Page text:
Cognitive dissonance is the emotional reaction to becoming aware that one holds two contradictory ideas or feelings simultaneously. It is a term from a rich area of cognitive psychology looking at how people derive and maintain beliefs. One of the best and most accessible works on the topic for the general public is Mistakes Were Made (But Not by Me) written by Carol Tavris and Elliot Aronson. The phenomenon of cognitive dissonance has relevance for the practice of evidence-based medicine (EBM), as for most complex human endeavors, because it affects how we maintain old ideas and react to new ones.
One of the core principles of EBM is that due to a host of well-established factors both doctors and patients (or pet owners in veterinary medicine) often evaluate the effects of medical interventions inaccurately. Personal experience and observation, even by someone with extensive training and practice, is less reliable than controlled scientific study. The evidence for this is overwhelming, and a central reason for adopting the EBM approach is the acknowledgement that our common strategies for evaluating medical treatments are inferior. Unfortunately, but not surprisingly, telling people (especially doctors) this generates resistance, and sometimes hostility.
We generally view ourselves more positively than we view others. This extends not only to how we evaluate our own intelligence, attractiveness, and so on, but also how we evaluate our own objectivity, fairness, and rationality. When we are presented with evidence or argument that challenges not only the facts we accept to be true, but our own intellectual and personal qualities, cognitive dissonance comes into play. We tend to rationalize or outright reject our own mistakes, misperceptions, and errors partly because accepting them involves not only changing our beliefs about something else which is hard enough, but re-evaluating our beliefs about ourselves. (An excellent review of this topic is Emily Pronin’s paper How we see ourselves and how we see others. Science 320;1177-1180; 2008.)
Veterinarians (and MDs) are generally smart, conscientious people who genuinely want to provide the best possible care for their patients. And most of them likely see themselves this way. Most accept the general principles of EBM because they makes sense and are consistent with how they already see their work. Most doctors think they already practice EBM, despite data that show that not as much of conventional medical practice is founded on high-quality evidence as is generally believed (though certainly far more than CAM practices). Suggesting that they may be routinely mistaken about their diagnoses or therapies challenges this self-assessment, and this adds to the resistance to the conclusion. Research in human medicine shows much greater inconsistency and error rates among doctors then they themselves believe. There is no reason to suspect we veterinarians do any better in this respect.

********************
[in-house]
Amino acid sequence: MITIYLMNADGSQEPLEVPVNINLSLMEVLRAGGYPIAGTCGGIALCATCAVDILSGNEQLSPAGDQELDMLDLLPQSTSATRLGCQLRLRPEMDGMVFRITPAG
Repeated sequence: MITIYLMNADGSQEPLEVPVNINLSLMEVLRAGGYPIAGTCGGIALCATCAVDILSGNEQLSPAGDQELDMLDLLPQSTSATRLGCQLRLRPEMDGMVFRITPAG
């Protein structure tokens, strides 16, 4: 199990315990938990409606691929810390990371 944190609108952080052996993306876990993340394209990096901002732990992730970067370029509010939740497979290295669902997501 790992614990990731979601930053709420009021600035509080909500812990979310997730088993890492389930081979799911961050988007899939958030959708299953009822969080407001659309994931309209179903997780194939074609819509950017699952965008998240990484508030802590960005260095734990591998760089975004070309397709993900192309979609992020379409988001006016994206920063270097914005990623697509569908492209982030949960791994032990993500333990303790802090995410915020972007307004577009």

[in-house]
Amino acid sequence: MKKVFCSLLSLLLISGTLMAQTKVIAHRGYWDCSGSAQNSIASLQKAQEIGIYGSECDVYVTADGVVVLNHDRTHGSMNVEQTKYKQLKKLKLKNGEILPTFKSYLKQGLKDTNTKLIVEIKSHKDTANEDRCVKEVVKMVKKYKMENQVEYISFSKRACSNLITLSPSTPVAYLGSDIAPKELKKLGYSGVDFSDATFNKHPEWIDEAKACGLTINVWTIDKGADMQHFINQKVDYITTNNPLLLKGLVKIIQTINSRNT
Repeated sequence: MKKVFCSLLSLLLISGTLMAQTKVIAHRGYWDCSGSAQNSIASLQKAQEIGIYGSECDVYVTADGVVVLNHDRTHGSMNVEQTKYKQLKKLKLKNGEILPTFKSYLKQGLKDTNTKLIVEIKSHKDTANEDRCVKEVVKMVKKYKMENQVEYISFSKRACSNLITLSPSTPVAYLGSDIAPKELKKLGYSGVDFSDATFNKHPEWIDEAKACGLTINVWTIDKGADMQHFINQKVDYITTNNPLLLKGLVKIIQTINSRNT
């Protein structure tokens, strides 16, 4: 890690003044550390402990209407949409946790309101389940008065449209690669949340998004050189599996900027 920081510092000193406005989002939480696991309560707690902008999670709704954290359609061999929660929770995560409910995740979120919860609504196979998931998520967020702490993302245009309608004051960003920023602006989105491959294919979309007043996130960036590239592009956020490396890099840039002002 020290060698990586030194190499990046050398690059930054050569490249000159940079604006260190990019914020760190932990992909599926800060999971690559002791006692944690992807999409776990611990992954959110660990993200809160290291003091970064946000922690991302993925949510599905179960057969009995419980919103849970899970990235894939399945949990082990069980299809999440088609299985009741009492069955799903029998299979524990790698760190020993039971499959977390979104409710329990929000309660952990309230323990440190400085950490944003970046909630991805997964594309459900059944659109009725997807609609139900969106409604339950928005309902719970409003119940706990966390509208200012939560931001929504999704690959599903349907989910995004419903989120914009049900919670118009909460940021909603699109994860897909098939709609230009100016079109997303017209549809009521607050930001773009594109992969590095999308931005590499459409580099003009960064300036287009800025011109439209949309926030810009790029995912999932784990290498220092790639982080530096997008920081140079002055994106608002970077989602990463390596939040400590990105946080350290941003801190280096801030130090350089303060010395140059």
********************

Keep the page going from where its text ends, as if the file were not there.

One of the challenges, then, in promoting science-based medicine is to present the advantages of it in ways that minimize the dissonance and resistance that inevitably arise when the inadequacies of current practices are pointed out. When I criticize CAM or other approaches or attitudes within the profession, I am routinely accused of arrogance or of belittling the clinical experience of others. Of course, I feel I am simply advocating for a better and healthier approach to veterinary medicine, and my honest intent is to contribute to the growth and betterment of the profession. I have spent a great deal of time and effort evaluating the epistemological theory and the specific evidence for the subjects I discuss, and I think I have generally sound conclusions drawn from theory and evidence. But since I undoubtedly have all the same cognitive weaknesses as everyone else, it is likely that sometimes I unskillfully or carelessly make my case in ways that are unnecessarily antagonistic. And it is likely that sometimes my conclusions are simply wrong.